7. Think local and fresh. My other gift that's gone over well in years past has been strawberry freezer jam with homemade scones. I always take the kids strawberry picking at Rutherford's Farms in Maryville. Freezer jam requires less fruit and sugar than traditional jam. When you're picking fruit with kids, that's a major plus. In the gifts, I've also included pictures of the kids picking strawberries with a card. I'll post more about that when I go the next couple of weeks.

8. My Pick: Since I haven't made it strawberry picking yet and I wasn't planning a trip to Earthfare between now and next week, I decided to pick up some reusable water bottles at Home Goods. They are selling monogrammed, BPA-free, stainless steel water bottles with sport caps for just $6. They look nice, they have the personal touch, and they're an environmentally conscious choice. And don't forget these make great choices for the grandparents too.

Please share your ideas below.

Thursday, April 29, 2010

Coupon Chief: great for online savings

Though I'm the primary store shopper in the family, my husband is the key guru to finding online deals. Every time he makes a purchase, he searches online for a discount code before he buys. After invited me to peruse their vast supply of coupons in April, I realized finding codes is not as tough as I'd thought.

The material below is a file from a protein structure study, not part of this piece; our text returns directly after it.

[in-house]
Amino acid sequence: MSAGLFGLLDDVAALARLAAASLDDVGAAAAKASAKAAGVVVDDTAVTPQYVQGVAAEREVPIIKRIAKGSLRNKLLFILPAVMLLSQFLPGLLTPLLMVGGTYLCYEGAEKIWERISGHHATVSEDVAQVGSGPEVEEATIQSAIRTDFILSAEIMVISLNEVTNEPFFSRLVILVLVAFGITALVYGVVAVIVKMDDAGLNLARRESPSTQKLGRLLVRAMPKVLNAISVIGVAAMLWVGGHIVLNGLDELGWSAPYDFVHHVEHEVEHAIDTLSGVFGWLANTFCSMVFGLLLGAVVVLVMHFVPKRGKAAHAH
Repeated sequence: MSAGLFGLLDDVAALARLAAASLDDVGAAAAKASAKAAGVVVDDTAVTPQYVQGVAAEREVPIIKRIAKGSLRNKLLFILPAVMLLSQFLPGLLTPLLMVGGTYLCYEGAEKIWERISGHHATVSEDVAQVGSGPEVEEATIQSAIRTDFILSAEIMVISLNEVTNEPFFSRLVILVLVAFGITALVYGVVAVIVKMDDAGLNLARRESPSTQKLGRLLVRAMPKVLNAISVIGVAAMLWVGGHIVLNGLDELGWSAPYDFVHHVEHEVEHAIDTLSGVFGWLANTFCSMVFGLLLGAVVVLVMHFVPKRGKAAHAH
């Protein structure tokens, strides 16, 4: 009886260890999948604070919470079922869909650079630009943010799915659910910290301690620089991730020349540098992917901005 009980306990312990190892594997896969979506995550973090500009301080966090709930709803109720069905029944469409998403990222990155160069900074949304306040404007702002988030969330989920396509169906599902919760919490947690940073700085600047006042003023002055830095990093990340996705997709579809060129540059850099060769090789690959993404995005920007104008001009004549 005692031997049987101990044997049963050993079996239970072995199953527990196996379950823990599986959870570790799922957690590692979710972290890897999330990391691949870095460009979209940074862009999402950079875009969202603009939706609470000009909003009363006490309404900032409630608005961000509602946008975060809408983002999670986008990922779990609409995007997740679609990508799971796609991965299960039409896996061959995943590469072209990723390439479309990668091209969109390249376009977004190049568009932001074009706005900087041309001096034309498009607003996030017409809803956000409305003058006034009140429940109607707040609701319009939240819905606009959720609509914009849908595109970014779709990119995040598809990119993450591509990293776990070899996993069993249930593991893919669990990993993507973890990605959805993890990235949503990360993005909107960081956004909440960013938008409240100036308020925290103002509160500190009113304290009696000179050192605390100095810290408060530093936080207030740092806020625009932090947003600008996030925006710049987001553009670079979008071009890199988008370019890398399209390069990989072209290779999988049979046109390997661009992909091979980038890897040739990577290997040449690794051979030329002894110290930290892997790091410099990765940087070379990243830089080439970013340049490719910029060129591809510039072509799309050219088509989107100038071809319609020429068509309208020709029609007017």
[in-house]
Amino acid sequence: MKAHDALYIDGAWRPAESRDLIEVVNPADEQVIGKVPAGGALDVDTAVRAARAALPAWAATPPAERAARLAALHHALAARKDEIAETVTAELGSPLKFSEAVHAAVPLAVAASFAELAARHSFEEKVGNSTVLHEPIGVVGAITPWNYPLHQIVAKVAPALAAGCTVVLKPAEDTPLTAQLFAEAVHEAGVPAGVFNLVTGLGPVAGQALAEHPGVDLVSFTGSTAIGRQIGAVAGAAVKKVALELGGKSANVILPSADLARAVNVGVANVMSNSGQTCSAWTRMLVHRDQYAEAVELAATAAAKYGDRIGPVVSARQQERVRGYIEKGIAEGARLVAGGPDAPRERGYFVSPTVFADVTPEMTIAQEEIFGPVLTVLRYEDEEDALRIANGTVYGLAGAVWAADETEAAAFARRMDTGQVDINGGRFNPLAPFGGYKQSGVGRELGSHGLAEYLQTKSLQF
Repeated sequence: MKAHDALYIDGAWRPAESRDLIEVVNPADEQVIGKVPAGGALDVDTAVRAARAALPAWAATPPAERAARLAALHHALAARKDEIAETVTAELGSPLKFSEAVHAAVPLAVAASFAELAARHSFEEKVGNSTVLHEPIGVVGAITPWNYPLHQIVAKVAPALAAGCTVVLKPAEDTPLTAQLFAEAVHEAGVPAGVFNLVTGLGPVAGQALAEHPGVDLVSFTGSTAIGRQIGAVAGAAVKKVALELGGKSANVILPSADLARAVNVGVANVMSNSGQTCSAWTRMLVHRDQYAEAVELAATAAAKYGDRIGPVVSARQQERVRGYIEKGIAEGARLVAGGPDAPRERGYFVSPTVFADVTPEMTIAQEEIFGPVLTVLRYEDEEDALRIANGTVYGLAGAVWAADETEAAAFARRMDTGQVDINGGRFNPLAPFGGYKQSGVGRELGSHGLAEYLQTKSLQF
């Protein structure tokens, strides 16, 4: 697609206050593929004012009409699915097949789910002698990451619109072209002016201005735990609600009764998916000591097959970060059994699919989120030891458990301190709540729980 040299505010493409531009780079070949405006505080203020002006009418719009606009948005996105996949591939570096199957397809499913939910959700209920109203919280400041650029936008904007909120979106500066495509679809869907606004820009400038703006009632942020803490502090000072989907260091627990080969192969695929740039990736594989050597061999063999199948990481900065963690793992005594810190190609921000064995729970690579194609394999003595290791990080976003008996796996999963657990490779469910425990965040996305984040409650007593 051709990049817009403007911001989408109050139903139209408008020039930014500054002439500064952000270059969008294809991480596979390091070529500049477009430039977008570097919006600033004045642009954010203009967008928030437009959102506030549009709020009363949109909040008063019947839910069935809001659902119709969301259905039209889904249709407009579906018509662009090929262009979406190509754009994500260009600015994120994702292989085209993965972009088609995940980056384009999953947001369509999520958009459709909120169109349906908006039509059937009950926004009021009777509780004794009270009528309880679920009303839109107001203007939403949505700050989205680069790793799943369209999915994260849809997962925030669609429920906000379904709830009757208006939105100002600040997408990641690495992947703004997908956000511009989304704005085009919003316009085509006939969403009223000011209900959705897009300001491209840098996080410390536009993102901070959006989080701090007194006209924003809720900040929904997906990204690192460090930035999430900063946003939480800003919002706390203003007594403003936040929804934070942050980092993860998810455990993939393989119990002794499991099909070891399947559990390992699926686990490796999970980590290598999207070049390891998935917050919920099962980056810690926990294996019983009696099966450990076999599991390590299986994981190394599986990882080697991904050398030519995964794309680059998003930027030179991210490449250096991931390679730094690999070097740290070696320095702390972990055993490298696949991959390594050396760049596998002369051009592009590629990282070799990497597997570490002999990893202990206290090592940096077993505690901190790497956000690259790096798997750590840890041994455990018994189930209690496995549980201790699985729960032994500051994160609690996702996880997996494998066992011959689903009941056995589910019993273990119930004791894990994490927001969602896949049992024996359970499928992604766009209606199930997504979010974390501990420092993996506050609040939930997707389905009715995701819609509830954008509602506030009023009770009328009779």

What I like is that they're a one-stop-shop for discount codes. They have codes for thousands of online companies, and you can search by product or company. When hubby was planning a business trip and needed a Super Shuttle from the airport, I found 19 codes for Super Shuttle that saved him 5% or $3 per fare. Saving his company money shows he's a considerate employee. I also found $5 off every $50 code for an item we bought from Overton's.

Another really cool feature of CouponChief is their Coupons 4 Causes program. For select retailers, they'll donate up to 20% of my proceeds to my favorite charity, school, or church. Through an easy search, I found our school was included as a beneficiary. Super Shuttle was not participating, but Overton's donates 2% of the sale. If they can save me money and give some to our school, that's awesome.

Dog Ate My Deal

Once I completed gathering up 90 dental picks strewn across my dog's bed (cursing under my breath), I was able to laugh about the absurdity of what had just transpired. My dog ate my deal. Thankfully, she didn't really eat them, but she gnawed on a few and certainly made them unusable. At least it had been a freebie, but it got me thinking about all the lessons I've had to learn the hard way in my quest to Coupon for Charity. Hopefully, these Top 10 can save you some time, money, and aggravation.

1. Store your deals in a safe place promptly. If it's not your dog or cat, it could be your child who can't resist opening a package mommy just brought home from the store. I keep all mine in an inaccessible corner of the master bath.